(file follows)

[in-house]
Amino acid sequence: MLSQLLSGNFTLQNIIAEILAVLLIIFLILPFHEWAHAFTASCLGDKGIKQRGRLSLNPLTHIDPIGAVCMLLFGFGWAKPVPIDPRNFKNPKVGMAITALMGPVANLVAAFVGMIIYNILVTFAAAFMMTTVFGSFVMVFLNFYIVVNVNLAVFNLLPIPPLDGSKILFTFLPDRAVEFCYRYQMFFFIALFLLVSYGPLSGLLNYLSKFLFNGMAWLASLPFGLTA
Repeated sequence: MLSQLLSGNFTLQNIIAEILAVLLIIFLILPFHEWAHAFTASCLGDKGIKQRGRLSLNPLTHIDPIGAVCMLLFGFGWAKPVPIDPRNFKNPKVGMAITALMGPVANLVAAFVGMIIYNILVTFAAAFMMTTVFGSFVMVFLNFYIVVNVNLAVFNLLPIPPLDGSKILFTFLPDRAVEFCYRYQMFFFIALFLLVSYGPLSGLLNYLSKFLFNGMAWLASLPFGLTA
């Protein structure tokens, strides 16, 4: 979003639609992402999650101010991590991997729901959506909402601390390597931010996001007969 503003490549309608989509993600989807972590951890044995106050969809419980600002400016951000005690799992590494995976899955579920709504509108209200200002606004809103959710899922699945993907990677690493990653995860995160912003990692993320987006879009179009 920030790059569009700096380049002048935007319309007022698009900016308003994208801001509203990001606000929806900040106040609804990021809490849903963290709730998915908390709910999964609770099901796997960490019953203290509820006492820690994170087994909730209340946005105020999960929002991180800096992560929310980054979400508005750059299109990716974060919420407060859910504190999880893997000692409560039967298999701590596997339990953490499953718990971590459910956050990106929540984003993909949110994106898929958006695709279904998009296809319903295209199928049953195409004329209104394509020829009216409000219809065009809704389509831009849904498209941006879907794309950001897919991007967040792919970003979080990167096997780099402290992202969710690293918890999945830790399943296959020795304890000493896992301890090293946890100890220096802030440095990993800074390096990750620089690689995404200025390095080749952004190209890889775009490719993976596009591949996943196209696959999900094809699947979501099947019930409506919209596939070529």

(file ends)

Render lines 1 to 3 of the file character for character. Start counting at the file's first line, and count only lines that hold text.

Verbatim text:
[in-house]
Amino acid sequence: MLSQLLSGNFTLQNIIAEILAVLLIIFLILPFHEWAHAFTASCLGDKGIKQRGRLSLNPLTHIDPIGAVCMLLFGFGWAKPVPIDPRNFKNPKVGMAITALMGPVANLVAAFVGMIIYNILVTFAAAFMMTTVFGSFVMVFLNFYIVVNVNLAVFNLLPIPPLDGSKILFTFLPDRAVEFCYRYQMFFFIALFLLVSYGPLSGLLNYLSKFLFNGMAWLASLPFGLTA
Repeated sequence: MLSQLLSGNFTLQNIIAEILAVLLIIFLILPFHEWAHAFTASCLGDKGIKQRGRLSLNPLTHIDPIGAVCMLLFGFGWAKPVPIDPRNFKNPKVGMAITALMGPVANLVAAFVGMIIYNILVTFAAAFMMTTVFGSFVMVFLNFYIVVNVNLAVFNLLPIPPLDGSKILFTFLPDRAVEFCYRYQMFFFIALFLLVSYGPLSGLLNYLSKFLFNGMAWLASLPFGLTA